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Days after the sad news of Justice Ruth Bader Ginsburg’s death, Richard Epstein offers some reflections upon the late justice. Then he and Adam White discuss the prospects for a Senate confirmation of President Trump’s upcoming nominee, either before or after the election. Finally, they discuss Attorney General Barr’s Constitutional Day speech on the Justice Department’s structure and traditions.
In today’s (admittedly bleak) episode, Richard and Adam consider proposals to give the Federal Reserve even broader powers; and problems in the run-up to the presidential election; and problems that might happen after votes are cast; and President Trump’s call to defund “anarchic” cities. Adam looks for the sunny side, but he doesn’t find it.
In today’s episode, Richard and Adam discuss TikTok’s newly filed lawsuit against President Trump, and the executive order that it challenges. Then they turn to “law & order” themes in the Republican and Democratic Parties’ conventions, before discussing the federal government’s and state governments’ handling of Covid-19.
With the Supreme Court having completed its year’s work, Richard and Adam disagree about DHS v. Regents of California, in which the Court sent the Trump Administration back to the drawing board on its attempted rollback of the Obama Administration’s “DACA” policy on immigration nonenforcement. Then they discuss the Court’s rulings on congressional and prosecutorial subpoenas for President Trump’s papers, before finishing with a discussion of the chaos in Portland.
Hoover Institution fellow Richard Epstein and Adam White discuss the Justice Department’s motion to dismiss charges against Michael Flynn, and the state(s) of Covid-19 precautions. They end with brief observations on Rep. Justin Amash’s brief presidential campaign and Justice Clarence Thomas’s new PBS documentary.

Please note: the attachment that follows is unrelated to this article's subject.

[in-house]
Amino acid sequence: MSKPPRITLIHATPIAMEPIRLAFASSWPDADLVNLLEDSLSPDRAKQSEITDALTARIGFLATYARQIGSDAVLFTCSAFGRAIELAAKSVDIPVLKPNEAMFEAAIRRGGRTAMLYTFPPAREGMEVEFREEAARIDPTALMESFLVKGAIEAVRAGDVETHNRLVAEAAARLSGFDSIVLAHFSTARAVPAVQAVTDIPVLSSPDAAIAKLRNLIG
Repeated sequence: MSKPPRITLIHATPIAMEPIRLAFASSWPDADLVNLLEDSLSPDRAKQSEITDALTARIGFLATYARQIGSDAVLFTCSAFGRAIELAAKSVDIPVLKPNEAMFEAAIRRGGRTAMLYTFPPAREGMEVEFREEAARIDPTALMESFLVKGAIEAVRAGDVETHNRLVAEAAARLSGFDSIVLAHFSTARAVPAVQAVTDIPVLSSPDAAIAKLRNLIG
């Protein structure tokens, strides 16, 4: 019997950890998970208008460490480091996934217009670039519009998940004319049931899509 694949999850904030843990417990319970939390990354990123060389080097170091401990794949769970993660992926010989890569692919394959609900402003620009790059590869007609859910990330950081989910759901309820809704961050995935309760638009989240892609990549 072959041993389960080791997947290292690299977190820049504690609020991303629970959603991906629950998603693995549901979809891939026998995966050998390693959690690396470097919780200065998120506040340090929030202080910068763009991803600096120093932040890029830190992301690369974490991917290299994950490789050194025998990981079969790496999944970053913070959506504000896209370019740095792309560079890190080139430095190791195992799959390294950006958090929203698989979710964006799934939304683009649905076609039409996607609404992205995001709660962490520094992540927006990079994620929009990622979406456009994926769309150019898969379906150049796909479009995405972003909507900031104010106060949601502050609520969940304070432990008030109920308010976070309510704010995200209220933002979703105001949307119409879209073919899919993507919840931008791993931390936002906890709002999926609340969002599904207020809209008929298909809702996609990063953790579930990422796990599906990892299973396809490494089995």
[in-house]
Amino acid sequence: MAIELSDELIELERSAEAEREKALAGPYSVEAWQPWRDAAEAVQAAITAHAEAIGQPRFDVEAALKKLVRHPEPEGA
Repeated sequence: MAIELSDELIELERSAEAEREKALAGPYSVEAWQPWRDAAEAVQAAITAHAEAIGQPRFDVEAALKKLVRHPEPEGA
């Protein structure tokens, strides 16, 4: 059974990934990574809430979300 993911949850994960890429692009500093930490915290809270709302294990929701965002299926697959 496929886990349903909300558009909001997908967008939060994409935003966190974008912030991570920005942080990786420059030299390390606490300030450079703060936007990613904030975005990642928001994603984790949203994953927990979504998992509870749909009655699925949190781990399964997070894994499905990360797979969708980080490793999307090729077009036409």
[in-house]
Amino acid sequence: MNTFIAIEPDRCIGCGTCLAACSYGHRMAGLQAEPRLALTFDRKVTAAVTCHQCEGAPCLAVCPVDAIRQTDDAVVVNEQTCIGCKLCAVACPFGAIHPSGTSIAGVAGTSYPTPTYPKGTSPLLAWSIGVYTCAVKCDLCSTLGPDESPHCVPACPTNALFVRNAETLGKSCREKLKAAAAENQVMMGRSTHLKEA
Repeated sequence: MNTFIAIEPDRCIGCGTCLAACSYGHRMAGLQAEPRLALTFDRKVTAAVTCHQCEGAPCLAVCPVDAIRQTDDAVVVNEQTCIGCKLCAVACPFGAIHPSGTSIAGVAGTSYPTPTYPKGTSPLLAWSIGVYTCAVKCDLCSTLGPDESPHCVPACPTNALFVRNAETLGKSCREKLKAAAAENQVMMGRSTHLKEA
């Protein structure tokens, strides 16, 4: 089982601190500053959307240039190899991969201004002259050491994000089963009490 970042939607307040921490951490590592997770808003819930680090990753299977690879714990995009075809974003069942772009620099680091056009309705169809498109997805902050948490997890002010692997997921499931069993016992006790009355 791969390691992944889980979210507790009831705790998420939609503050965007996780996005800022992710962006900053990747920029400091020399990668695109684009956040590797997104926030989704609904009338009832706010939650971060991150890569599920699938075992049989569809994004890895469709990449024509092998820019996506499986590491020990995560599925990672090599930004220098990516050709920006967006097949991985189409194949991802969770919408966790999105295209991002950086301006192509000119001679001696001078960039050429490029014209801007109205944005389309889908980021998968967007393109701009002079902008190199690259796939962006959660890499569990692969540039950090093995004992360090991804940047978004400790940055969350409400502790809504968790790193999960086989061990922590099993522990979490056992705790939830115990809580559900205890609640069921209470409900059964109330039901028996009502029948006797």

Richard Epstein and Adam White continue to debate the nature of the coronavirus outbreak, and the costs and benefits of the government’s response. Then they discuss a controversial new essay by law professor Adrian Vermeule, who calls on conservatives to reject Scalia-style originalism for a very different kind of constitutional law.
After a weekend of escalating news and analysis of the coronavirus outbreak, Richard Epstein offers a classic liberal’s view of government powers in emergencies. Then he and Adam White discuss the Supreme Court’s recent oral arguments in Seila Law v. CFPB, on the CFPB’s unconstitutional structure.
Richard Epstein and Adam White discuss the seemingly inevitable House vote in favor of impeachment. They debate the House’s investigation (and the investigations that preceded it), and they look ahead to a Senate impeachment trial. How will the Senate deal with factual issues? What role will Chief Justice Roberts play in the middle of it all.
Reacting to Senator Whitehouse’s brief questioning of the Supreme Court’s legitimacy, Hoover Institution’s Richard Epstein and George Mason University’s Adam White discuss “judicial legitimacy” and proposals to restructure the Court. Richard also tells the story behind his 1984 debate with then-Judge Antonin Scalia.